Was the Roman patronage system a form of corruption?

Apr 2018
979
Upland, Sweden
Less susceptible? The whole system operated on a form of public largesse that invited corrupt behaviour. People went to their local patrican, senator or not, to ask for favours, money, or simply 'lick his rear'. The patron, for his part, didn't give money away for nothing, expecting compliance or favours. Since this form of feudal control was based on individual relationships and was conducted in the atriums of the patrons private homes (exactly what Nero didn't like for instance), the advantage to the patron was that private deals could be concluded and information traded. There was no regulation of this behaviour. And they understood corruption very well. They had laws against it, and those found to be corrupt were in danger of punishment.

Romans thought of 'the state' as the city of Rome, not its empire. They had in the way of constitution but instead relied on their system of law. something Romans were generally very proud of. I do agree that Romans had far less awareness of spacial division, but their awareness of social relationships was more finely honed than our own, and fundamental to their society.
I am not saying the Roman system didn't encourage the kind of behaviour you're speaking about, but I do think that it's easy to be blind to the advantages of their system and the downsides of our's. What is it that makes a certain behaviour be "corrupt"? To me there seems to be quite a lot of large scale behaviours that we moderns have essentially formalized as parts of our political systems, and we call them "checks and balances" or "party interests" or "lobbying". All of these things phenomena might be different but what they have in common is that they are some kind of concession to the social reality that people and groups are self-interested, and that people with power also risk taking that self-interest and screw everybody else over unless there is some kind of way in which these interests can be legitimately channeled. So, to restate the examples from my previous post: If in a parliamentary democracy the "chief-whip" makes the individual members "follow the party line", or a party leader does something which he knows is not in the national-interest (or more commonly, refrains from doing something that is in the national interest but would rock the boat) but which would make his constituents, donors, party members or the party elite happy.... what would you call that kind of behaviour? I would call it corruption. Maybe it's not corruption in the legal sense of being for example bribery, but it is still a bunch of self-interested assholes sitting around refusing to their duty to the public and only caring abour their own personal or group gain, to the detriment of the citizens and taxpayers of the country.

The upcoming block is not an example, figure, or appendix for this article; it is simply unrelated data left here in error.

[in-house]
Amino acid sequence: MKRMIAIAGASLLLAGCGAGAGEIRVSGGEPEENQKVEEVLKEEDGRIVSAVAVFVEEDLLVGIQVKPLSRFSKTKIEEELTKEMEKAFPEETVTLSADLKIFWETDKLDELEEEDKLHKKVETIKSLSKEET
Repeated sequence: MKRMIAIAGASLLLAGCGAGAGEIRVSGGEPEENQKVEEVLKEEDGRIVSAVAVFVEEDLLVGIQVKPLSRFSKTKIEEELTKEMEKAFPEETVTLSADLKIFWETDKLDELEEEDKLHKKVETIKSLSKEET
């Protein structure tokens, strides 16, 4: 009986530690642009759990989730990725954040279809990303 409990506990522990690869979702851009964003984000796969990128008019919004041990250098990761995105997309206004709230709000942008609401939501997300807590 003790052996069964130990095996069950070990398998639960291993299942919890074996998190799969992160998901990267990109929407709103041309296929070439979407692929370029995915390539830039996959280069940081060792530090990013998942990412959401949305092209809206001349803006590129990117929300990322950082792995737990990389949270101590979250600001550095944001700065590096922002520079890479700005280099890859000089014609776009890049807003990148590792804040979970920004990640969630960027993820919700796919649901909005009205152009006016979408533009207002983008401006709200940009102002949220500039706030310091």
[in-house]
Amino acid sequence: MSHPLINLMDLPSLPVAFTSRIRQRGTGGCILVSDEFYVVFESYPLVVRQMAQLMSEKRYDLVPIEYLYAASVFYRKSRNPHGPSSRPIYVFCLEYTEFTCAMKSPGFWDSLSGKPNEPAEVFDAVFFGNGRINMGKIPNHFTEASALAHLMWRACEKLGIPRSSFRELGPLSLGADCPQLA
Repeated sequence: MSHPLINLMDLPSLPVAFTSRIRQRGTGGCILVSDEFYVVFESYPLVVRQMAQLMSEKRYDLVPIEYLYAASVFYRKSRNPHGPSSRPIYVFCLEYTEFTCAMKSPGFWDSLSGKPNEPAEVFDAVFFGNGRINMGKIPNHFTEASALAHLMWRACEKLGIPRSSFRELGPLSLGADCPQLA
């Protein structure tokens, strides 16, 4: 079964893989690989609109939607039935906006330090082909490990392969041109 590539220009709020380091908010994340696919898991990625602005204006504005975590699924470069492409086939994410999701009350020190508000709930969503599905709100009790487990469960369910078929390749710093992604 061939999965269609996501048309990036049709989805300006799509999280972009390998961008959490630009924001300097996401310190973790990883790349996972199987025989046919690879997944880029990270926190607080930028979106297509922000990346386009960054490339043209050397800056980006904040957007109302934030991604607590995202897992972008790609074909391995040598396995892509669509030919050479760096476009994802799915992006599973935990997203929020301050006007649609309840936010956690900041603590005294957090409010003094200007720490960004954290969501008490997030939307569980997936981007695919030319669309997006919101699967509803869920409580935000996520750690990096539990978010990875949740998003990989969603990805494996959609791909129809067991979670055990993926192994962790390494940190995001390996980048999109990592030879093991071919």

Isn't that the actual essence of corruption, and not whehter or not a transaction has taken place, or whether or not something fits the formal requirements for "transparency"?

I am sure the Romans had these issues as well, but my idea is that they seem to have been much less hypocritical about these things than we are. Maybe I'm wrong though - as I said, I'm not an expert on this. It's just my general feeling. I'm curious, how would you say that the Romans understood corruption? How did the laws look, more specifically? I believe they had laws for mishandling public funds and not doing your job properly, and they had laws against treason obviously - but what kind of laws did they have against corruption, and how did it they work?
 

caldrail

Ad Honorem
Feb 2012
5,325
There were two layers. One was the visible for which they had the laws you mention. But corruption on the hidden layer was part of accepted behaviour within the client/patron relationship. If anything, the Romans were completely hypocritical about corruption because whilst they tutted and moaned in public at those caught in the act, there weren't many senior Romans without a hand in someone elses pie.
 
Apr 2018
979
Upland, Sweden